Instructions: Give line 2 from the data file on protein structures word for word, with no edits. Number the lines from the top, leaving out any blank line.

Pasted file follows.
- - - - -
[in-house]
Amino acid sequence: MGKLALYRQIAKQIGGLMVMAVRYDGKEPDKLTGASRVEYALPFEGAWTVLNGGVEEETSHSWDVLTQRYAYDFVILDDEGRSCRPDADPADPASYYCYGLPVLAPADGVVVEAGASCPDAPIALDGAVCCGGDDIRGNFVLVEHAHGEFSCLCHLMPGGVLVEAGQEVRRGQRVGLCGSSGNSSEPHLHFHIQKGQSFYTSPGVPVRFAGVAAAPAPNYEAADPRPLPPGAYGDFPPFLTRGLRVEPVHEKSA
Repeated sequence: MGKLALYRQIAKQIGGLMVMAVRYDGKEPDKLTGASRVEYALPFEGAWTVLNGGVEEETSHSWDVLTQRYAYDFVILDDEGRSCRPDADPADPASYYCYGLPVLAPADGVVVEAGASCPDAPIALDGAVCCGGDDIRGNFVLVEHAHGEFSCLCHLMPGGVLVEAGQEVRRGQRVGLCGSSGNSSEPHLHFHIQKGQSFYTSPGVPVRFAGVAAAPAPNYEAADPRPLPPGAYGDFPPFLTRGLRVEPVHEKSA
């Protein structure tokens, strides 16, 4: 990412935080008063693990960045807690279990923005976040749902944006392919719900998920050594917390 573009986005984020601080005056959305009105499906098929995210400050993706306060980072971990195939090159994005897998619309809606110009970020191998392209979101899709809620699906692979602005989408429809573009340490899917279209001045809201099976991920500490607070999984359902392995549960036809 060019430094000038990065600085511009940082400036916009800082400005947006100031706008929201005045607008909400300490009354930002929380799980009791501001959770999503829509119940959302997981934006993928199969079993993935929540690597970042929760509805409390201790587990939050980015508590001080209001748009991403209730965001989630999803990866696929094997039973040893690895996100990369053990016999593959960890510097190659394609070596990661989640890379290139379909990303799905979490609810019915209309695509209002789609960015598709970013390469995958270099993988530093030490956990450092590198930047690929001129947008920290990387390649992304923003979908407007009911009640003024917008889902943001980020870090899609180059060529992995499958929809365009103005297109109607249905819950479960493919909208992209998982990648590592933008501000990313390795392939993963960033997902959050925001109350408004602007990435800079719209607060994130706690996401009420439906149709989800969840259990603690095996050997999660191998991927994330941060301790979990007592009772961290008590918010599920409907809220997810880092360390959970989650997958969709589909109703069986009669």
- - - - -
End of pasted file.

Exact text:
Amino acid sequence: MGKLALYRQIAKQIGGLMVMAVRYDGKEPDKLTGASRVEYALPFEGAWTVLNGGVEEETSHSWDVLTQRYAYDFVILDDEGRSCRPDADPADPASYYCYGLPVLAPADGVVVEAGASCPDAPIALDGAVCCGGDDIRGNFVLVEHAHGEFSCLCHLMPGGVLVEAGQEVRRGQRVGLCGSSGNSSEPHLHFHIQKGQSFYTSPGVPVRFAGVAAAPAPNYEAADPRPLPPGAYGDFPPFLTRGLRVEPVHEKSA